CAT | Heart Health
Every year about 720,000 Americans have a heart attack; for more than 200,000 of them, it’s not their first.i Heart disease is still the number one killer in the United States, but we are making strides toward improving nationwide heart health by increasing awareness about healthy lifestyle choices such as eating well and staying active. When it comes to exercise, however, a new study found that overdoing it may have the opposite effect.
Researchers at the Lawrence Berkeley National Laboratory in California recently completed a decade-long study in which they analyzed the effects of increased physical activity on nearly 2,400 heart attack survivors. While increased exercise was shown to reduce the risk of dying from a heart attack by up to 65 percent, excessive exercise—running more than 30 miles a week or walking beyond 46 miles weekly—more than doubled the risk of having another attack.
Although only a small portion of the study participants were excessive exercisers (6%), study author and staff scientist Paul Williams cautions against overdoing it when it comes to physical activity post-heart attack. “More isn’t always better,” said Williams, recommending heart attack survivors stick to the Physical Activity Guidelines for Americans developed by the U.S. Department of Health and Human Services: 150 minutes of moderate-intensity exercise or 75 minutes of vigorous-intensity exercise weekly.
Nuts are high in protein and make a delicious, satisfying snack—but did you know they can also help lower your risk of developing heart disease and diabetes? Using data collected over a five-year period through the National Health and Nutrition Examination Surveys (NHANES), researchers from Louisiana State University analyzed the diets of more than 13,000 adults, specifically their daily intake of “tree nuts” including pistachios, walnuts, almonds, hazelnuts, Brazil nuts and cashews. Here’s what they found:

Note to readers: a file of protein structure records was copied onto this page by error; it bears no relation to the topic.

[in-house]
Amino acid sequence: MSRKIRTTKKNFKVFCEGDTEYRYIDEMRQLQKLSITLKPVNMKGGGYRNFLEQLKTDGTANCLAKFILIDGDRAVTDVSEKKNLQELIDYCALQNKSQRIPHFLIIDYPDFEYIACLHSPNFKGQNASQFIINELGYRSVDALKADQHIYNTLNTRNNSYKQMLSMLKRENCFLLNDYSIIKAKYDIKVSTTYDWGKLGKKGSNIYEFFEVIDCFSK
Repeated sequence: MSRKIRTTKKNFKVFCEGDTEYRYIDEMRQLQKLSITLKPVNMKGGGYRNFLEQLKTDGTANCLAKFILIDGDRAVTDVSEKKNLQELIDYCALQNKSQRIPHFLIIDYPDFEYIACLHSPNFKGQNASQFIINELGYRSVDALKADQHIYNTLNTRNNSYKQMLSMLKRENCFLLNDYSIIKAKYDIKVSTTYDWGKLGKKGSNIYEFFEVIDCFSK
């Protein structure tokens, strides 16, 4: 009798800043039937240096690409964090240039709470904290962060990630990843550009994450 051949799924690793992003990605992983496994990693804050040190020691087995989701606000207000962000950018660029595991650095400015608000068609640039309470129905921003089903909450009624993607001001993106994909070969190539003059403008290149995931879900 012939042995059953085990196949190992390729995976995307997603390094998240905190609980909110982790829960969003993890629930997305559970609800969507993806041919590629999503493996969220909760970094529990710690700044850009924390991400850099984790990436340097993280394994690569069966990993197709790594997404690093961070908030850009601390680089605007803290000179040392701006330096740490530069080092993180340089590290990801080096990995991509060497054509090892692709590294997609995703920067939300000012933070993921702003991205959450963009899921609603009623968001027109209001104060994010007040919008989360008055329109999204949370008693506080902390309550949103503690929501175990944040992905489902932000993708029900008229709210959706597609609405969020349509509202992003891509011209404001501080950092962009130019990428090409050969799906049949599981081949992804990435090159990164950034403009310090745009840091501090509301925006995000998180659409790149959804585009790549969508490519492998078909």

Regular tree nut consumers—those who ate at least a quarter of an ounce of nuts daily—were less likely to develop metabolic syndrome, the term given to a group of risk factors associated with heart disease and diabetes (including obesity, high blood pressure and elevated blood sugar levels). The lower prevalence of metabolic syndrome may be linked to the fact that nut eaters also had lower levels of C-reactive protein in the blood, which signals inflammation in the body and is one of the markers doctors use to evaluate the risk of developing coronary artery disease. The same group also had higher levels of “good” cholesterol in the blood, along with lower body mass indexes.
Adding a handful of nuts to the daily diet is a simple thing we can all do to support our daily health. Certain nuts (walnuts in particular) contain beneficial Omega-3 fats that can help balance the body’s inflammation response, along with heart-healthy fiber, vitamin E, potassium and amino acids, which is why Brenda Watson recommends them as part of her Love Your Heart eating plan. Just remember to watch your portion sizes, since nuts do contain some starch—and choose raw nuts that aren’t covered in sugar and salt (which can undermine their health benefits).